By Anita Brady
Although many print mediums (ie. newspapers, books, and magazines) are quickly being replaced by digital alternatives, no effective replacement for the traditional business card has yet to emerge. Smartphone apps that allow us to ‘bump’ our devices together to exchange contacts now exist, but they’ve yet to reach the ubiquitous level of use where a print card is no longer necessary.
Of course, it’s simple and fast to exchange contacts digitally, but the elimination of a ‘paper trail’ can actually put job-seekers at a disadvantage. When a potential employer pulls your card from their pocket, wallet, or purse at a later date, their memory of meeting you will be reinforced. Equally important, the design, style, and information you choose to convey on your little personalized piece of direct marketing helps shape an early opinion of your professionalism and skills.
With all the other forms of marketing out there, if you’re still skeptical that a business card is a worthy investment, consider these three points:
- Cards are timeless. Unlike other forms of marketing (television replaced by YouTube, billboards replaced by banner ads) cards don’t fall out of style.
- There’s no better bang-for-your-buck marketing. Printed business cards are relatively cheap to purchase, especially when compared to most other forms marketing.
- By handing someone your card, you guarantee the recipient’s ‘receipt’ of your message. Unlike email and online applications, personally handing someone your card ensures that you will make some kind of impression on them. Make sure it’s a good one, and be prepared with a professional card that they can remember you by.
Realizing the importance of carrying a business card is only the first step. In order for your card to be effective and help secure you a job, it’s important that the right material and attitude be conveyed. In order to design the perfect card for your style and employment aspirations, remember the following tips:
1. Be Concise
If you’re seeking work within the arts, consider utilizing an image or design on your card that demonstrates your creativity. On the other hand, those working in the finance field will want to convey elegant strength through formal lettering. List your profession and perhaps a line with your skills, along with contact information. You don’t have to fill every square millimeter of your card — blank space is okay!
2. Get Social
Many people today, including employers, may prefer to initiate contact through a service like LinkedIn or Facebook. Your social media accounts should be listed on your card. It’s no longer necessary to include ‘http://” or even “www”. To include your Facebook account, for example, simply write “facebook.com/JaneDoe”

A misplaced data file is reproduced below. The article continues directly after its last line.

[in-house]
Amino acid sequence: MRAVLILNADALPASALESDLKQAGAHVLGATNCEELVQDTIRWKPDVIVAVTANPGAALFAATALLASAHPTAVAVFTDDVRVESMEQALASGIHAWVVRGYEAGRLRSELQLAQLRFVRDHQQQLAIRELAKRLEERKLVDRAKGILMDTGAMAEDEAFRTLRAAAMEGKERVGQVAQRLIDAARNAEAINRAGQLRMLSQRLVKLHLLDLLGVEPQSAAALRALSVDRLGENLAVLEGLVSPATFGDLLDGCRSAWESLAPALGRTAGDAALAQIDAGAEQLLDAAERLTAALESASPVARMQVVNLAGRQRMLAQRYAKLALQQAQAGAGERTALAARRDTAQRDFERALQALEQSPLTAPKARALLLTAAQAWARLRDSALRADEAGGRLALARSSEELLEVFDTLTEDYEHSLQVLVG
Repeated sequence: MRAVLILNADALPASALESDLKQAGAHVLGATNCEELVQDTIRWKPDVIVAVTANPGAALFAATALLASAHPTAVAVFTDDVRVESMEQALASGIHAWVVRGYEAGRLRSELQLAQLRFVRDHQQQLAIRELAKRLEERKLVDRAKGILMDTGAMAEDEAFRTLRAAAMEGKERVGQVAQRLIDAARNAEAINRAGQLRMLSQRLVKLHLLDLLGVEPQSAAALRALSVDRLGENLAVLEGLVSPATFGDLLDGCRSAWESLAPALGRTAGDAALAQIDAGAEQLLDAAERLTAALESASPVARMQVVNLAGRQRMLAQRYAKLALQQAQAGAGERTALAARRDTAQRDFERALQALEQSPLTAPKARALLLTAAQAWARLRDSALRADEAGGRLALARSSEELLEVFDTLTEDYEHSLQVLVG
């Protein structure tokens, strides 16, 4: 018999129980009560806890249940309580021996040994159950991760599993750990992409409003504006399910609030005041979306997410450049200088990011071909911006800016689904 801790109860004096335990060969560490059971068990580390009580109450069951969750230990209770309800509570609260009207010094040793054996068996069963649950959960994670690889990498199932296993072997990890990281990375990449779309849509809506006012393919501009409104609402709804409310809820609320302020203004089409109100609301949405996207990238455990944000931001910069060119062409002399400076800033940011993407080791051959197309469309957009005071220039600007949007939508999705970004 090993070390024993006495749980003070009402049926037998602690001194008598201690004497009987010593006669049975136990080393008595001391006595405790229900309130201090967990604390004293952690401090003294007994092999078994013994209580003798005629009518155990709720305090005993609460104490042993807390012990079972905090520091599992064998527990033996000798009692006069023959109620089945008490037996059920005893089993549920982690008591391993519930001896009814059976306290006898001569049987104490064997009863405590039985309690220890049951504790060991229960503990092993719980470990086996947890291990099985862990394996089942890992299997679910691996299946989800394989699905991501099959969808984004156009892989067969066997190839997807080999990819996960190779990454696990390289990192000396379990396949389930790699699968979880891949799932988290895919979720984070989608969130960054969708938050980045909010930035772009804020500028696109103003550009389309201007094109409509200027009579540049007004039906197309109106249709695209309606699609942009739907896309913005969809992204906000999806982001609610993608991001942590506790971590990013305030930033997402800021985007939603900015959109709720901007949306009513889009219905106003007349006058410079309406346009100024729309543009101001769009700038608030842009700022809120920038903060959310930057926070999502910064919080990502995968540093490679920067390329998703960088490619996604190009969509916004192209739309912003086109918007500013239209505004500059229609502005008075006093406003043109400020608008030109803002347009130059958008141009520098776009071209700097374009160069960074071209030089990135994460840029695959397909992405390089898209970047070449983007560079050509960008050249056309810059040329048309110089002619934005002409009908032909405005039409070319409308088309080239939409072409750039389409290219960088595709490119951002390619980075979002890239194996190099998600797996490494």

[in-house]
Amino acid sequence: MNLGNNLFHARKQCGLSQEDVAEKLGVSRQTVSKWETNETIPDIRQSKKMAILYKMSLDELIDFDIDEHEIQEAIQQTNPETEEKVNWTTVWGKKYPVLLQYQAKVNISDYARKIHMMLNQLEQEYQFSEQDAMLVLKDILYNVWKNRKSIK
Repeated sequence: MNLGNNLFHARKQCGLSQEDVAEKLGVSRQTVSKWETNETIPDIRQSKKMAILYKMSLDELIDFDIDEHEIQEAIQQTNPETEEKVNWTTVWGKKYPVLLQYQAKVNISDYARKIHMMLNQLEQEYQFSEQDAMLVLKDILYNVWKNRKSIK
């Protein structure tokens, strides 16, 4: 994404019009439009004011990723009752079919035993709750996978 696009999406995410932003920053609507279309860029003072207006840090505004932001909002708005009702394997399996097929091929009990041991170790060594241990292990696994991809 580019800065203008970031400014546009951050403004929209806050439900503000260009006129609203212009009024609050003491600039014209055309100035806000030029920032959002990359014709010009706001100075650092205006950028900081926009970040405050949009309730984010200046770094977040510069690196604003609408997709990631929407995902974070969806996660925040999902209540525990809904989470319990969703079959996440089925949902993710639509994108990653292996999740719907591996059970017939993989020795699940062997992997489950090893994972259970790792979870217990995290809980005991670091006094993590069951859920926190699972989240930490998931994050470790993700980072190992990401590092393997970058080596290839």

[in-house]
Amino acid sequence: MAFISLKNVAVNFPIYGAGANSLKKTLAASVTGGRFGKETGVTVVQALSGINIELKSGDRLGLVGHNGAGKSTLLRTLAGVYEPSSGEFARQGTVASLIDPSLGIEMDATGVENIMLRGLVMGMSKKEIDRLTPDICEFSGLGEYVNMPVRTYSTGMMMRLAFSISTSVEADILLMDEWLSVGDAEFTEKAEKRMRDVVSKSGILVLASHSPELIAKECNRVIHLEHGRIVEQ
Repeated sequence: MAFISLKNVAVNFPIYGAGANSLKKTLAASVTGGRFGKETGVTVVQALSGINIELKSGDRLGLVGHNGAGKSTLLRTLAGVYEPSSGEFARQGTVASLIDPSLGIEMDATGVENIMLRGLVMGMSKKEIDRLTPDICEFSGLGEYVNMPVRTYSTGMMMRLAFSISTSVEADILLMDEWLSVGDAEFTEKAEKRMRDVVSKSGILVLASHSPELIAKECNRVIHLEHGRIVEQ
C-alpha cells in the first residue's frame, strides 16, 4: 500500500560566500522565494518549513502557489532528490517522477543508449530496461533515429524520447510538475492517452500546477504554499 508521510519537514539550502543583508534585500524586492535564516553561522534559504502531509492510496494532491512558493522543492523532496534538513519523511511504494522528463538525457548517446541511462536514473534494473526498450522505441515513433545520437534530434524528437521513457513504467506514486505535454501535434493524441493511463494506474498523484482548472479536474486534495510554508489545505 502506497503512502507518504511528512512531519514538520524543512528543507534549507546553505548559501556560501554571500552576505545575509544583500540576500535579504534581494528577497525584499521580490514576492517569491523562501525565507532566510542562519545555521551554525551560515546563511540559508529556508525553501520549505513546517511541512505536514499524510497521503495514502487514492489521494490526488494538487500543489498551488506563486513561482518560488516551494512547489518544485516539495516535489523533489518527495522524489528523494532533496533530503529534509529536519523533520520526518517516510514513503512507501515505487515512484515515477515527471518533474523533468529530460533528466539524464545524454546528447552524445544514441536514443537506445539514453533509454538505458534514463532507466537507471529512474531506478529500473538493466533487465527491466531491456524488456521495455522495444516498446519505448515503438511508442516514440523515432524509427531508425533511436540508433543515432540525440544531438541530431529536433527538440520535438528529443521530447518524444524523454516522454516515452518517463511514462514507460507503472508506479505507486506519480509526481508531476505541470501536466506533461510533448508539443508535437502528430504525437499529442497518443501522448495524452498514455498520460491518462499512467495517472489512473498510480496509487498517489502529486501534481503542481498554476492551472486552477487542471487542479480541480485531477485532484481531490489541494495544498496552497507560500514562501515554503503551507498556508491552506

3. Be Tech Savvy
It’s now possible to find ‘smart business cards’ that include an embedded chip with your contact information. The recipient can simply hold the card to their phone to transfer the electronic data into their contacts. This technology requires a compatible app, however, and has thus been slow to catch on. In the meantime, QR codes are a simple way to connect card recipients with your online presence, without the added task of typing in your url. Consider using a QR code (a simple search turns up plenty of code generators) to link to your portfolio or resume online.
4. Stay Up to Date
When your job status or a part of your contact information changes before your supply of cards runs out, it’s tempting to continue using the outdated cards until they’re gone, perhaps scratching out the incorrect data. In general, avoid doing this. Cards are not expensive, and utilizing a dated card can come across as unprofessional. If you anticipate changes to your information, order fewer cards at a time.
5. Consider the Back
Depending on your profession, the back of your card can be a place to include an image, a QR code, or a meaningful quote. There is no harm in leaving your card blank, however. Many people make a point of not including their mobile number on their card. This allows them to make certain recipients feel important when you pull out a pen and jot your ‘direct line’ on the back of the card, especially for them. It’s a potentially effective move that can work in your favor — just remember to carry a pen.
Can you recall a time when your business card came in particularly handy? What other tips do you suggest for job seekers looking to perfect their card?
Anita Brady is the President of 123Print.com, a leading provider of a high variety of quality items like business cards, fancy letterhead and other materials for small businesses and solo practitioners.